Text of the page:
Giannis Antetokounmpo made headlines at the end of August when he said he wouldn’t sign an extension with the Milwaukee Bucks unless he felt assured that everyone in the organization was committed to competing for championships. Four weeks later, the Bucks have pulled off the biggest trade of the offseason, acquiring Damian Lillard from the Portland Trail Blazers for Jrue Holiday, Grayson Allen, an unprotected future first round pick, and two unprotected pick swaps.
It is a definitive statement from GM Jon Horst and the Bucks ownership that they are committed to keeping the championship window open around Antetokounmpo as long as possible, giving Antetokounmpo the best player he’s ever called a teammate. (That, of course, can also be said for Lillard, who has never played with anyone as good as the two-time NBA MVP.) In the immediate aftermath of the trade, the Bucks jumped up to the top of the odds sheet to win the NBA title, and there’s good reason for the excitement around what Lillard can bring to Milwaukee.
What the Bucks lose in trading Holiday absolutely should be acknowledged. The Bucks were an elite defensive team in no small part to Holiday’s point of attack prowess and his strength and versatility as a perimeter defender. In the regular season, Holiday was a terrific offensive player as well, averaging 18.5 points and 6.8 assists per game on strong efficiency in his three seasons with the Bucks, providing a steady hand to run the offense and get Giannis and Khris Middleton the ball in their spots. How they navigate the drop-off on the defensive end from Holiday to Lillard will be something to watch, but they do have two of the best rim protectors in the NBA in Giannis and Brook Lopez to help mitigate the loss in point of attack defense.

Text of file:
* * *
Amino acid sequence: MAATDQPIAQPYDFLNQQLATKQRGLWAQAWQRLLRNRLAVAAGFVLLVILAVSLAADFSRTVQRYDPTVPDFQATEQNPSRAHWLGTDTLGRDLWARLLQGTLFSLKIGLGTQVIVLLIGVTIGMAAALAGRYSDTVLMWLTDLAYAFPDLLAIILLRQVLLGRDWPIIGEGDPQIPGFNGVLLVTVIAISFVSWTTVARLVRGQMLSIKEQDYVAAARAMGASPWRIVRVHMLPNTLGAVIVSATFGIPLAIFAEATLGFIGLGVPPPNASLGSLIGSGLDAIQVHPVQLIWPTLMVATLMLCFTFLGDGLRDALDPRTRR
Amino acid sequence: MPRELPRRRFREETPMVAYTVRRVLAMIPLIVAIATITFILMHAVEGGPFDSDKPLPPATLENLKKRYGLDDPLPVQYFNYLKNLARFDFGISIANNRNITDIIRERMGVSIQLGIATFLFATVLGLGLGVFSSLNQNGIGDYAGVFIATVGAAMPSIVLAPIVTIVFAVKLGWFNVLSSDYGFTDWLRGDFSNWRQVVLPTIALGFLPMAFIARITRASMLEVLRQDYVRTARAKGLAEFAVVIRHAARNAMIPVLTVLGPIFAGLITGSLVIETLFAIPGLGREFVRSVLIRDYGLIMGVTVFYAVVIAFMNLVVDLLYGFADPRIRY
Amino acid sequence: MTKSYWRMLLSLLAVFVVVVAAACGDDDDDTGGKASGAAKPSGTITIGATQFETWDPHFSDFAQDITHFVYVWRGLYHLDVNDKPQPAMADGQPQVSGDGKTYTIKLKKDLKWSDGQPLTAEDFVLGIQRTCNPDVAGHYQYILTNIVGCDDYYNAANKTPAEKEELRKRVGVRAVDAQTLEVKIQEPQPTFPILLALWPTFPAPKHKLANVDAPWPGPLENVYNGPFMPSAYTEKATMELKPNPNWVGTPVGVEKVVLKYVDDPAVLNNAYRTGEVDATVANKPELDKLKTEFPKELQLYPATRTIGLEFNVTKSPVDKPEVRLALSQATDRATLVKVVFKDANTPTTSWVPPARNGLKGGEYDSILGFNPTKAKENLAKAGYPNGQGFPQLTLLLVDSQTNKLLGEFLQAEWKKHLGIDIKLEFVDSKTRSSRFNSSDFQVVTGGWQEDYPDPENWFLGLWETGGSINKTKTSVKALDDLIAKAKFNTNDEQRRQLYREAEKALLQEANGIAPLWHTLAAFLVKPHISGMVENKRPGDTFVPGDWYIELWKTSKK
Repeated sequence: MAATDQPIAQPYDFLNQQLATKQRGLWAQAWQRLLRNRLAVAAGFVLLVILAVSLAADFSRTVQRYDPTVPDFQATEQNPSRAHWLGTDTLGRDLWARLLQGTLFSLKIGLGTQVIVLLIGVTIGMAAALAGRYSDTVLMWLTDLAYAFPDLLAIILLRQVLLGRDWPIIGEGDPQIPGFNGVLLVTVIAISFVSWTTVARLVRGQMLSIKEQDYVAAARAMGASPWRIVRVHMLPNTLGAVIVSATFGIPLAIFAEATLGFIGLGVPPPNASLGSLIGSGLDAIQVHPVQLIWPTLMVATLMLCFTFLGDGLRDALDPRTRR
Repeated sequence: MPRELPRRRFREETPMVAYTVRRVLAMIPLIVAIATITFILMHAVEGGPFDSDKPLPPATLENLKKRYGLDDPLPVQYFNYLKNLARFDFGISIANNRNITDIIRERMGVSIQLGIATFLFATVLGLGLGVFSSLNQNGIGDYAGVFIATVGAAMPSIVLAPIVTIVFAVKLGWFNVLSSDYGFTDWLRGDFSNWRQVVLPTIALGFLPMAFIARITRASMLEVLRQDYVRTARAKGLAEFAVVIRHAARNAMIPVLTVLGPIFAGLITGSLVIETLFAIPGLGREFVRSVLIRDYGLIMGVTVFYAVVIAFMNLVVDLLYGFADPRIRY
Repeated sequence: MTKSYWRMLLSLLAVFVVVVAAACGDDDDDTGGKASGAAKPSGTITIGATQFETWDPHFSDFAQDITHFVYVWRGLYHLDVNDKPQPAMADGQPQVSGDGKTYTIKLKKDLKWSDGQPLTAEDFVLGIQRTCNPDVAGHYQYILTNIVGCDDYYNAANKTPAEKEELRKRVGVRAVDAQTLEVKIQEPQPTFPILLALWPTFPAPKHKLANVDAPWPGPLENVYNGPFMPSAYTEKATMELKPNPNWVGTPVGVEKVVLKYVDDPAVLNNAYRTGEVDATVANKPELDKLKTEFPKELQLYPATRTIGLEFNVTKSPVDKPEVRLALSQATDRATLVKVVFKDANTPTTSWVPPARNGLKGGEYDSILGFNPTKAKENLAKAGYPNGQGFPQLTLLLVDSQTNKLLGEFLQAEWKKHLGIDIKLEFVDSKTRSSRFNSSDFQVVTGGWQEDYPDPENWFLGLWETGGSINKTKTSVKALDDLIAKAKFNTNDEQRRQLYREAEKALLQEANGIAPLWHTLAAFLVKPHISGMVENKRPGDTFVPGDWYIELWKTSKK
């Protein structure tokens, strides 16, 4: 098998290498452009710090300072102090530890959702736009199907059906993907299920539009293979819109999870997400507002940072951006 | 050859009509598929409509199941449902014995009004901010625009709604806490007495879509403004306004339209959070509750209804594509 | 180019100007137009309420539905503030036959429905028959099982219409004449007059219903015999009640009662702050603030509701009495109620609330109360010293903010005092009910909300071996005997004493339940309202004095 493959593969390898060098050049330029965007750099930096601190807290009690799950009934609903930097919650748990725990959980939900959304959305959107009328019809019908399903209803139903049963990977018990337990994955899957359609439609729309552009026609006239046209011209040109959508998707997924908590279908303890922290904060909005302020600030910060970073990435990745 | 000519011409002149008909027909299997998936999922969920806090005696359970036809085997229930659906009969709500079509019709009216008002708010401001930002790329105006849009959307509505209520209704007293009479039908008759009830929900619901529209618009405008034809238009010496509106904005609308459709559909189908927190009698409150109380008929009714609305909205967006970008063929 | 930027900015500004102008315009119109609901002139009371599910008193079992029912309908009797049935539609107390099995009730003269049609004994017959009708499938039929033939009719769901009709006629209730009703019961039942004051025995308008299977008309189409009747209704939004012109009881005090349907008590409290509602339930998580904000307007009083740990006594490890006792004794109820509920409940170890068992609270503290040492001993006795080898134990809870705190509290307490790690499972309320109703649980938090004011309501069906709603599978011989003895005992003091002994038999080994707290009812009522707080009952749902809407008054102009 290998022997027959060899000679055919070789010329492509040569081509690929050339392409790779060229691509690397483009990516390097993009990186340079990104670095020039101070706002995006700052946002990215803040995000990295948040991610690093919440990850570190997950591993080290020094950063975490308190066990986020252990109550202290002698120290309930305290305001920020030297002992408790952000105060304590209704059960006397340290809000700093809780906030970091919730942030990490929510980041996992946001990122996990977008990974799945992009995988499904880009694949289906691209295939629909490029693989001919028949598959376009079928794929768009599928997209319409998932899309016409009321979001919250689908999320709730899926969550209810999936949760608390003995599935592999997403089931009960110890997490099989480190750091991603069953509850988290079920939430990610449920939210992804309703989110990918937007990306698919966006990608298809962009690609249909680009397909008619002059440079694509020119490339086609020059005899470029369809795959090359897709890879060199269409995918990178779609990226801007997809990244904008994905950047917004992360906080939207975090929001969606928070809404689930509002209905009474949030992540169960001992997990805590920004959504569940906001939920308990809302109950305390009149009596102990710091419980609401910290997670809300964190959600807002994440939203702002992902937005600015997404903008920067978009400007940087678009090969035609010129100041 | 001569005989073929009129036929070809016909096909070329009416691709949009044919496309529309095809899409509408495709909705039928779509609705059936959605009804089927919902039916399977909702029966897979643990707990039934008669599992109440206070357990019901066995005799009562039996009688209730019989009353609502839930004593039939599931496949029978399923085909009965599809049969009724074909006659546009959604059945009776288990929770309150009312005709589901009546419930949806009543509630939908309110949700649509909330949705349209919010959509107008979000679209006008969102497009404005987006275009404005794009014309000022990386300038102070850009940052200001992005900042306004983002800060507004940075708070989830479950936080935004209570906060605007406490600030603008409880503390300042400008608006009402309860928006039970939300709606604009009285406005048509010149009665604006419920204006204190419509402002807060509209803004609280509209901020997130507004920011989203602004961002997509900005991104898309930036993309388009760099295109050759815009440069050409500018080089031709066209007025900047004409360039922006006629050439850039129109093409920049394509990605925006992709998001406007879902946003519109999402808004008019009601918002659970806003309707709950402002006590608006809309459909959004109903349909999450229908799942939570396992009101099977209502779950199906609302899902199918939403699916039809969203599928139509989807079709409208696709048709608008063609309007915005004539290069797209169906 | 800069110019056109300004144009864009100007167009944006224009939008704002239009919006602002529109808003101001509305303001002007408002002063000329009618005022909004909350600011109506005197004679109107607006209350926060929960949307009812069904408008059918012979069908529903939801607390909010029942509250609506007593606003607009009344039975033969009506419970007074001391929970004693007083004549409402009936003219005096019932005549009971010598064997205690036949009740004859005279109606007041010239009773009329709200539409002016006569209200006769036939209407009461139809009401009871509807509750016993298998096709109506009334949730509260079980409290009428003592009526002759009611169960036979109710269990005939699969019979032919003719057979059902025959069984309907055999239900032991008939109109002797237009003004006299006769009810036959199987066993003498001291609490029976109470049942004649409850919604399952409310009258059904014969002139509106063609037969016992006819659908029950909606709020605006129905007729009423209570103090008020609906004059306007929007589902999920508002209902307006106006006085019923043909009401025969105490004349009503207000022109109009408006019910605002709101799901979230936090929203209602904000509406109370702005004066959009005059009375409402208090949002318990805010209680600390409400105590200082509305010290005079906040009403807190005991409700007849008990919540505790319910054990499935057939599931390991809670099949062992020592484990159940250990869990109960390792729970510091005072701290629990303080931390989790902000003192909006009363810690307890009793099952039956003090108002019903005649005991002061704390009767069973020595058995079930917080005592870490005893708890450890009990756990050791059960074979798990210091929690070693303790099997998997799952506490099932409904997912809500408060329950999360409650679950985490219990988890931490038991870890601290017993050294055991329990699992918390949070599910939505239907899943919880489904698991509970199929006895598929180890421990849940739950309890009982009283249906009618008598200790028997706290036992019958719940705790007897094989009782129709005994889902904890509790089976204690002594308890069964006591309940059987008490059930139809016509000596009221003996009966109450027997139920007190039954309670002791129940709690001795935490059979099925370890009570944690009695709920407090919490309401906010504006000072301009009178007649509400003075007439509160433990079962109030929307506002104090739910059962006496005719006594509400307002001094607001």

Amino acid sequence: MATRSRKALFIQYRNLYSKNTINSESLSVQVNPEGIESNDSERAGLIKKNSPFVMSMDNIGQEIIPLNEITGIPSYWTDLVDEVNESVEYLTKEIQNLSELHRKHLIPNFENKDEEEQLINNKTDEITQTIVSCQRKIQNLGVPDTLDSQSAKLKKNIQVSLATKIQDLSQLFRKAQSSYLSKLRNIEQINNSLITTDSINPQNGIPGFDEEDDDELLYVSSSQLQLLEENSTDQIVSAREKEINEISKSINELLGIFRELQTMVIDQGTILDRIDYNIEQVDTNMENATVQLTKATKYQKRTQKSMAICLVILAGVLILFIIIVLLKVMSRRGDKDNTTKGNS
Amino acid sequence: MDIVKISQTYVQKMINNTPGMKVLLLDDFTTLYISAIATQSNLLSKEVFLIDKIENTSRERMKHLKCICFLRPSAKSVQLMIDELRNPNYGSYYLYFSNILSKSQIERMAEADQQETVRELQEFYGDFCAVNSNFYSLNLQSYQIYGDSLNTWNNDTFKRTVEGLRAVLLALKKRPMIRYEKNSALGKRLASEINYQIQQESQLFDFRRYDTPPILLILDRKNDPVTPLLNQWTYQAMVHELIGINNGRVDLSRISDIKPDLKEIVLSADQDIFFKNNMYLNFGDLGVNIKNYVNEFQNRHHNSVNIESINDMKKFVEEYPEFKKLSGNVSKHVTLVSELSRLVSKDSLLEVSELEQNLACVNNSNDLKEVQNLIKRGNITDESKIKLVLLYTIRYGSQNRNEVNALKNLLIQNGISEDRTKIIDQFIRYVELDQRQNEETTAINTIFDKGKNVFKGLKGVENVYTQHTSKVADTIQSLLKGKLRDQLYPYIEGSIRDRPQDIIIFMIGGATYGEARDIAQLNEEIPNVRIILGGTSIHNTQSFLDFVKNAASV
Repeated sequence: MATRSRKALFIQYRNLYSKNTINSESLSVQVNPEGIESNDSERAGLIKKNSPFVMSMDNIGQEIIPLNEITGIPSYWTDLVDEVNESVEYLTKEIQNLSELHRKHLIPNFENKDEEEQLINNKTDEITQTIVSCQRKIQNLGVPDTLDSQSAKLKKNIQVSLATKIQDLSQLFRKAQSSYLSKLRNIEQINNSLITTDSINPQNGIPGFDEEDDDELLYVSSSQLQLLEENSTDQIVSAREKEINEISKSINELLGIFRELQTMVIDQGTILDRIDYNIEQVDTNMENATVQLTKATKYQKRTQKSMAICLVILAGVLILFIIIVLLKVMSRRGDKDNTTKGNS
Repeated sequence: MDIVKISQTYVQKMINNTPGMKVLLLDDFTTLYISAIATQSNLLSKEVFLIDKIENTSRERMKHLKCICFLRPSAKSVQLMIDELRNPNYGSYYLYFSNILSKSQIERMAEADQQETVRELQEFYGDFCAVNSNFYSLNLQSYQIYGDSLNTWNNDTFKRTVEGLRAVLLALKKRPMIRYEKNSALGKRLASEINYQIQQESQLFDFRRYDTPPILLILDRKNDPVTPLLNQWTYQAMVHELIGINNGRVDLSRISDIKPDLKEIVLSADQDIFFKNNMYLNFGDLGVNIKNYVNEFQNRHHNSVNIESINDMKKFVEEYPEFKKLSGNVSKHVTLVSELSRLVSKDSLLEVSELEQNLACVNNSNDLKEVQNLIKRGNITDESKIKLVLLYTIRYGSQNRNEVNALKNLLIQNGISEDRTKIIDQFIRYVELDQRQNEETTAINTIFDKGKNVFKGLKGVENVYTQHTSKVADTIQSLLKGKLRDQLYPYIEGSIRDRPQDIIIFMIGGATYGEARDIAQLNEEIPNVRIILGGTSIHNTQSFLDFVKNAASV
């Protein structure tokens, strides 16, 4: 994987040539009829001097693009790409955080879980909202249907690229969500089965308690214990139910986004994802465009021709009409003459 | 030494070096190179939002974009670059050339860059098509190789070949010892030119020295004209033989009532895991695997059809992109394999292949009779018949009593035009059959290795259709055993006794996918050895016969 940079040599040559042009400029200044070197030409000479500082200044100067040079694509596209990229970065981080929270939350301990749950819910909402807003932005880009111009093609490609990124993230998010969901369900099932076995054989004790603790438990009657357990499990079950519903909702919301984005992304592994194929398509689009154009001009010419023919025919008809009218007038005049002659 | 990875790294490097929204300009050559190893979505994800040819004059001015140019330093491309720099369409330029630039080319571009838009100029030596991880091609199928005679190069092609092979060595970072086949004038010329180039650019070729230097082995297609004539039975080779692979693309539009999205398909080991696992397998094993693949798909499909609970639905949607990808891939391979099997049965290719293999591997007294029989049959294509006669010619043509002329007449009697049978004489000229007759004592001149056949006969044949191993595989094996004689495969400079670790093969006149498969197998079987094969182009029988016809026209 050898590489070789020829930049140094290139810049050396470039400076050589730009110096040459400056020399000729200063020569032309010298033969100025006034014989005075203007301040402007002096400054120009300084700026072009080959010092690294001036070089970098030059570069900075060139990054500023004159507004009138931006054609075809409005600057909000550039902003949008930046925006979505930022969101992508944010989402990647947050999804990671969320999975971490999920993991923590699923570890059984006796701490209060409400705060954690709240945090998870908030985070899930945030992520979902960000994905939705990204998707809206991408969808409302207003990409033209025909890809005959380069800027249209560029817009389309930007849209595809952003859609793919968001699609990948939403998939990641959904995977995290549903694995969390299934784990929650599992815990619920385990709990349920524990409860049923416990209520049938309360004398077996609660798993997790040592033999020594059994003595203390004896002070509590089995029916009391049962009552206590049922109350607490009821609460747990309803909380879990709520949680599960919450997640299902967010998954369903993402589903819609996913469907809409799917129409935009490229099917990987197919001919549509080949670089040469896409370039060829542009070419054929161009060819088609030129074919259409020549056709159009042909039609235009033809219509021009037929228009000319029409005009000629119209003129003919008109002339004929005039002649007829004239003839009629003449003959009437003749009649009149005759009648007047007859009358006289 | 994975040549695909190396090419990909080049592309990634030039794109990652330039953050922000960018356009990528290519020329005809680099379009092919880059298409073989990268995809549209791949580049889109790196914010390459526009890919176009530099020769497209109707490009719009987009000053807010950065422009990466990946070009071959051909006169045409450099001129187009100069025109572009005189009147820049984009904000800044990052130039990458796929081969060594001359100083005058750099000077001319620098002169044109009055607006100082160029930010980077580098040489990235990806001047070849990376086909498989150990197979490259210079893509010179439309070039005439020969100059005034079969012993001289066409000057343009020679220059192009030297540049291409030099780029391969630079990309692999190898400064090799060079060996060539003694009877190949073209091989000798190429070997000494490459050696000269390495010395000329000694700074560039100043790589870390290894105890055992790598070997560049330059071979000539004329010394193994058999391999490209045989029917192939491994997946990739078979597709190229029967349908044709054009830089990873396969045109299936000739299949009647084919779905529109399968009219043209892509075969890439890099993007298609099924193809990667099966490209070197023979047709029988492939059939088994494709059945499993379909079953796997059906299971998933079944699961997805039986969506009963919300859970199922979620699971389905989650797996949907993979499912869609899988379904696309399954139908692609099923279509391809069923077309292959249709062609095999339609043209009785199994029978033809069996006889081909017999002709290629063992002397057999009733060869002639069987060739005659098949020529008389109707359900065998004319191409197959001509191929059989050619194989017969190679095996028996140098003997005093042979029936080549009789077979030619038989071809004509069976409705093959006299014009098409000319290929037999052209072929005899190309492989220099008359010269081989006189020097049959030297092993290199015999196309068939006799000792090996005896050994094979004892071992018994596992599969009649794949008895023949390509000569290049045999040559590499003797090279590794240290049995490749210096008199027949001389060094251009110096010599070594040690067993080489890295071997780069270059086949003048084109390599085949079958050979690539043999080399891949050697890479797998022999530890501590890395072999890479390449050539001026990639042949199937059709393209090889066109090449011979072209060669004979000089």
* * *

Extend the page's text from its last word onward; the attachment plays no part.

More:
What they gain in this trade is immense, as they get an All-NBA caliber point guard who is coming off of one of the best seasons of his career. Lillard’s performance in 2022-23 was a bit overlooked because of the Blazers struggles and how he was eventually shut down for another tank effort to end the year, but he averaged 32.2 points and 7.3 assists on 46.3/37.1/91.4 shooting splits in the 58 games he appeared in. His ability to control the game and to take over on offense is something the Bucks have never had from a perimeter player during Giannis’ tenure, and for a team that has had its share of playoff flameouts specifically because they did not have someone who could simply create a bucket at any given time, that is gigantic.
Holiday had a particularly stark drop-off in his shooting efficiency from the regular season to the playoffs in his three years with the Bucks, and for all of the positives he provided on the defensive end, they were lessened by his shooting woes on offense and how that only further condensed the floor on Giannis. The Bucks offense had a tendency to grind to a halt in the postseason, struggling to create quality looks, particularly when they faced a team capable of building a wall against Giannis like we saw in the first round against the Heat last year.